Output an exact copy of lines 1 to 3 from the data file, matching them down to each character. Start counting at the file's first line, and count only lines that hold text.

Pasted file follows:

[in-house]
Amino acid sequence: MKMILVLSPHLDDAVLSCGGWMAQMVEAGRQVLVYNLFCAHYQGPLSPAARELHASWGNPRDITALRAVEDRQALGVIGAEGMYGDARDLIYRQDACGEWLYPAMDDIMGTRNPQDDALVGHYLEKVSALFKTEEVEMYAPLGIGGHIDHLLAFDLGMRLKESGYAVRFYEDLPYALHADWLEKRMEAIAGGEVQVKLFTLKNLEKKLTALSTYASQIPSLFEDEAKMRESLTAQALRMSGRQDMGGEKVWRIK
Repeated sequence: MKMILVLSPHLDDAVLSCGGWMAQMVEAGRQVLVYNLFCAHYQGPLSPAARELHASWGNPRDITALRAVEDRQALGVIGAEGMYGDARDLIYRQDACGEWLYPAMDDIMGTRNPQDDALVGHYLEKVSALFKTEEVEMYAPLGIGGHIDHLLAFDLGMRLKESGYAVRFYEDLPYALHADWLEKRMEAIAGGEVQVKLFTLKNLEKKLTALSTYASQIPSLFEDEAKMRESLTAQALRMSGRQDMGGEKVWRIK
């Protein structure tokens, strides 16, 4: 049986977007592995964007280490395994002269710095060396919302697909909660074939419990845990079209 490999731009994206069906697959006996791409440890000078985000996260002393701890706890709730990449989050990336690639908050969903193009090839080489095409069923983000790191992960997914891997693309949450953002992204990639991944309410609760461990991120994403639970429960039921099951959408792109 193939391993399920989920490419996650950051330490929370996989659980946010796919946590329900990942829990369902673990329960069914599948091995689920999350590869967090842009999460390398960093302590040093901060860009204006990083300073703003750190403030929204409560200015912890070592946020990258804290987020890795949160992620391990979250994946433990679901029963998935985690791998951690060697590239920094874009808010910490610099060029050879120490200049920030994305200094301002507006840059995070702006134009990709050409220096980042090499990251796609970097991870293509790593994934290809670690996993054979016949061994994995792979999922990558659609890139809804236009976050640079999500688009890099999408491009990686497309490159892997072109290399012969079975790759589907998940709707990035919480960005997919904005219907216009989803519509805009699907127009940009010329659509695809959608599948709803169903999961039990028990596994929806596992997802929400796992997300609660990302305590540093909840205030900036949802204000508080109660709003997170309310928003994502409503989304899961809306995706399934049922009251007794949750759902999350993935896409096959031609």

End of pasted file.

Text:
[in-house]
Amino acid sequence: MKMILVLSPHLDDAVLSCGGWMAQMVEAGRQVLVYNLFCAHYQGPLSPAARELHASWGNPRDITALRAVEDRQALGVIGAEGMYGDARDLIYRQDACGEWLYPAMDDIMGTRNPQDDALVGHYLEKVSALFKTEEVEMYAPLGIGGHIDHLLAFDLGMRLKESGYAVRFYEDLPYALHADWLEKRMEAIAGGEVQVKLFTLKNLEKKLTALSTYASQIPSLFEDEAKMRESLTAQALRMSGRQDMGGEKVWRIK
Repeated sequence: MKMILVLSPHLDDAVLSCGGWMAQMVEAGRQVLVYNLFCAHYQGPLSPAARELHASWGNPRDITALRAVEDRQALGVIGAEGMYGDARDLIYRQDACGEWLYPAMDDIMGTRNPQDDALVGHYLEKVSALFKTEEVEMYAPLGIGGHIDHLLAFDLGMRLKESGYAVRFYEDLPYALHADWLEKRMEAIAGGEVQVKLFTLKNLEKKLTALSTYASQIPSLFEDEAKMRESLTAQALRMSGRQDMGGEKVWRIK